In the world | Africatime
Friday 24 March 2017

In the world

(AFP )

Two years to the day after the deadly Germanwings crash in the French Alps, the father of co-pilot Andreas Lubitz spoke out publicly Friday to dispute that his son deliberately downed the plane.

Both the message and the timing of the first public appearance by a member of Lubitz's close family since the 2015 disaster that claimed 150 lives were criticised by victims' families, who held their own sombre events to mark the tragedy.

(AFP )

South Sudan's famine is a disaster created by its leaders, say analysts who argue that while food may save some lives now it is only peace that can bring lasting relief.

But peace is as distant as ever with an international community that appears paralysed, while the men ruling over the country's misery are unmoved by pleas for them to lay down their weapons.

There is no catastrophic drought in South Sudan, no natural driver for the famine afflicting 100,000 and threatening a million others.

(AFP )

Bilal Abduljabbar clambers onto the back of an Iraqi army truck with his two teenage children to start the final stage of their escape from war-torn west Mosul.

"Where we came from, there was no water and no food, just fighting," the 43-year-old says. "And where we're going, there's no future."

A rumble of mortar fire resonates in the distance as hundreds of people trudge up a rain-drenched street under a heavy grey sky of smoke and clouds.

(AFP )

The UN rights council agreed Friday to "urgently" launch an investigation into violations against Myanmar's Rohingya Muslims, including torture, murder and rapes allegedly committed by troops.

The Geneva-based body decided to "dispatch urgently an independent international fact-finding mission" to Myanmar, particularly focused in northern Rahkine state, in a resolution adopted by consensus.

The mission must provide an oral update in September and a full report by this time next year, said the resolution backed by the European Union.

(AFP )

South Korea's sunken Sewol ferry was sailed away from its watery grave Friday, beginning its final journey nearly three years after it went down with the loss of more than 300 lives.

A flotilla of powerful tugs towed the wreck, lying on its side on a platform between two giant salvage barges, towards a semi-submersible that will finally bring it into port.

The 145-metre ship was brought to the surface in a complex salvage operation believed to be among the largest recoveries ever of a wreck in one piece, a key demand of the families of the dead.

(AFP )

A man has been charged with terror offences including attempted murder after he was arrested driving at high speed into a crowded shopping area in the Belgian port city of Antwerp, prosecutors said Friday.

However, a source close to the investigation told AFP on condition of anonymity that investigators could not confirm if it was a terrorist attack and said the driver made little sense during interrogation.

Other sources said the charges could be interpreted as a "precautionary measure" in order to keep the suspect in detention.

(AFP )

President Vladimir Putin met France's far-right presidential candidate Marine Le Pen as she visited Moscow on Friday, with the Russian leader stressing that the Kremlin does not meddle in French politics.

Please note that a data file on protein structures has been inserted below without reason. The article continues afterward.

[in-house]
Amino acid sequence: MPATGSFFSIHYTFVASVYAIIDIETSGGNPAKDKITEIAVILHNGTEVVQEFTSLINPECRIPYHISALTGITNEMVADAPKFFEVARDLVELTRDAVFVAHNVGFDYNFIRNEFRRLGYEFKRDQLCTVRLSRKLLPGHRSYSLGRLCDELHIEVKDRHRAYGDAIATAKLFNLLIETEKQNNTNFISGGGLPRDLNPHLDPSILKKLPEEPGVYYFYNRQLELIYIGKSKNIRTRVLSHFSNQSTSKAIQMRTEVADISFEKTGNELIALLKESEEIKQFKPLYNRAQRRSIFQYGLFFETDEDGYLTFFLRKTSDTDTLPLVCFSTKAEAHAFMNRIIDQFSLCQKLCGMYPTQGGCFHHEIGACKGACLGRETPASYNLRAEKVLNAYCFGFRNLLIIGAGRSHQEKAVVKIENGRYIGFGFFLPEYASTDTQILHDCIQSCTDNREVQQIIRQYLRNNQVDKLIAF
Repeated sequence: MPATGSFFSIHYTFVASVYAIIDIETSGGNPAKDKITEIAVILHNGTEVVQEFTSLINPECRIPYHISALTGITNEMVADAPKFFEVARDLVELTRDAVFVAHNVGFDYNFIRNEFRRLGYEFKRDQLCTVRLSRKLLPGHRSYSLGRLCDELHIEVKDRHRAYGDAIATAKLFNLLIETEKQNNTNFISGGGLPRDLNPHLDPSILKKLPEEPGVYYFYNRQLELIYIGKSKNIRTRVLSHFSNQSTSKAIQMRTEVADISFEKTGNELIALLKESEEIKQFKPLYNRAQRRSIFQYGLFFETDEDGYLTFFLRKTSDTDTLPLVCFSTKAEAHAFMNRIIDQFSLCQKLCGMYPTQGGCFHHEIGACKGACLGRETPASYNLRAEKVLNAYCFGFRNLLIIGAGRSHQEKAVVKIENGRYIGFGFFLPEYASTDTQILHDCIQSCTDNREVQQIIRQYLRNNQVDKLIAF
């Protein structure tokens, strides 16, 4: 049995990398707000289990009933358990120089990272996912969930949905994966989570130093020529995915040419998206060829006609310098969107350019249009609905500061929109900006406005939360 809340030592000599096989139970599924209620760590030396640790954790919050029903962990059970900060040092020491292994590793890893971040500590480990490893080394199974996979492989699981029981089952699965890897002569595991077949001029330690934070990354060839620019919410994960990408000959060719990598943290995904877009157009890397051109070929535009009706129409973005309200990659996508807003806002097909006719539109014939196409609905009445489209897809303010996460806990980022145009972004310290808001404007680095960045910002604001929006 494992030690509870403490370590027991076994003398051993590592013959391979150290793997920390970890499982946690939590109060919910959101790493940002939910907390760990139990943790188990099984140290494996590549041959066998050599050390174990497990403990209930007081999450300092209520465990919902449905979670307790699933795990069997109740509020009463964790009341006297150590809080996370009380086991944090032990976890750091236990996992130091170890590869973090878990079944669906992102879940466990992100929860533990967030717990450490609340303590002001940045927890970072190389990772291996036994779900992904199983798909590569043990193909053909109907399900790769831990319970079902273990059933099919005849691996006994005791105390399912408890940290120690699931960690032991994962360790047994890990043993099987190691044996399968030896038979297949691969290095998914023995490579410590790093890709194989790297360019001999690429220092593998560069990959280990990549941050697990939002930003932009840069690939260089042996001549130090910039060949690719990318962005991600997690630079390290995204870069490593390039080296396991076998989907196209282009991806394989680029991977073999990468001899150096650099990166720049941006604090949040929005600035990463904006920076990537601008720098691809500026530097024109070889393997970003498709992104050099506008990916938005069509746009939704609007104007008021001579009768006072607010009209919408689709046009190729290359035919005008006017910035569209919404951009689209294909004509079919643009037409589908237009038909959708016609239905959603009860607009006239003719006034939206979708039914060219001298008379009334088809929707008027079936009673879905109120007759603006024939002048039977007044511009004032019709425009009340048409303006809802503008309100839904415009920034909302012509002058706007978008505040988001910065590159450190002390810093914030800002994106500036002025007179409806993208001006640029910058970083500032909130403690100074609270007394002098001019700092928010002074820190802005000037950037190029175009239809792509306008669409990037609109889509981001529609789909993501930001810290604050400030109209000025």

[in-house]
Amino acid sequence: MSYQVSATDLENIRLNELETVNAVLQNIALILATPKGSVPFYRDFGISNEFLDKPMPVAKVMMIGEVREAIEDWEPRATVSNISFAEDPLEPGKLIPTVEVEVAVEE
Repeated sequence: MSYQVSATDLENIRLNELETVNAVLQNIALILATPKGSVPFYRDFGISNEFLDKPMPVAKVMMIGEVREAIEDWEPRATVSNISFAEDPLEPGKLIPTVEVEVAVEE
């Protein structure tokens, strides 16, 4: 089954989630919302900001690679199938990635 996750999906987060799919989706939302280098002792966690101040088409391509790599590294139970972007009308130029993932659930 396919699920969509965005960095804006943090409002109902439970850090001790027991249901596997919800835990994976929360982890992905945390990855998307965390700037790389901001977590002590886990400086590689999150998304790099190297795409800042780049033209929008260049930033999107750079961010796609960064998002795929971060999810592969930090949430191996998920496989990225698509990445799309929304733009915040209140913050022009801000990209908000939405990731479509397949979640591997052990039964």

"We by no means want to influence the current events but we reserve the right to communicate with all representatives of all political forces of the country, as do our partners in Europe and the United States for example," Interfax news agency quoted Putin as telling Le Pen.

"I know that you represent quite a fast-developing spectrum of European political forces."

(AFP )

A pro-Russian lawmaker accused of involvement in an alleged coup attempt in Montenegro that authorities say was meant to hobble the country's bid to join NATO has denounced the claims as invented.

Opposition leader Andrija Mandic is among 25 suspects said to have been seeking to seize parliament and assassinate the country's then prime minister during an election last year.

Parliament lifted the immunity of Mandic and another pro-Russian MP last month so they could potentially face charges in a case with echoes of Moscow's alleged interference in the US election.

(AFP )

The international coalition battling the Islamic State group will begin a final push on the jihadists' Syrian stronghold Raqa in the coming days, French Defence Minister Jean-Yves Le Drian said Friday.

But on the ground, the US-backed Kurdish-Arab alliance spearheading the battle for the jihadist group's de facto Syrian capital expressed caution about how soon the battle for Raqa would begin.

IS has come under growing pressure from twin US-backed ground offensives targeting Raqa and their other main stronghold, Mosul in Iraq.

(AFP )

Ukraine on Friday said that one person has died as a result of a fire that broke out at an arms depot in the country's east, sparking explosions and forcing a mass evacuation.

Ukrainian authorities have blamed the fire, which broke out Thursday. on an "act of sabotage" and opened probes into possible "diversion" or negligence of military personnel.

"The body of a woman born in 1951 was recovered from under the debris of a collapsed house," the head of Ukraine's emergency service Mykola Chechotkin said Friday, Interfax Ukraine news agency reported.

(AFP )

The Italian capital was preparing Friday for a high-security lockdown as 27 heads of state or government head to Rome for the European Union's 60th anniversary celebrations.

Snipers will be positioned on rooftops, drones in the skies, and 3,000 police officers on the streets around the centre of the Eternal City Saturday as Italy takes no risks following an attack this week in London claimed by the so-called Islamic State (IS).

(AFP )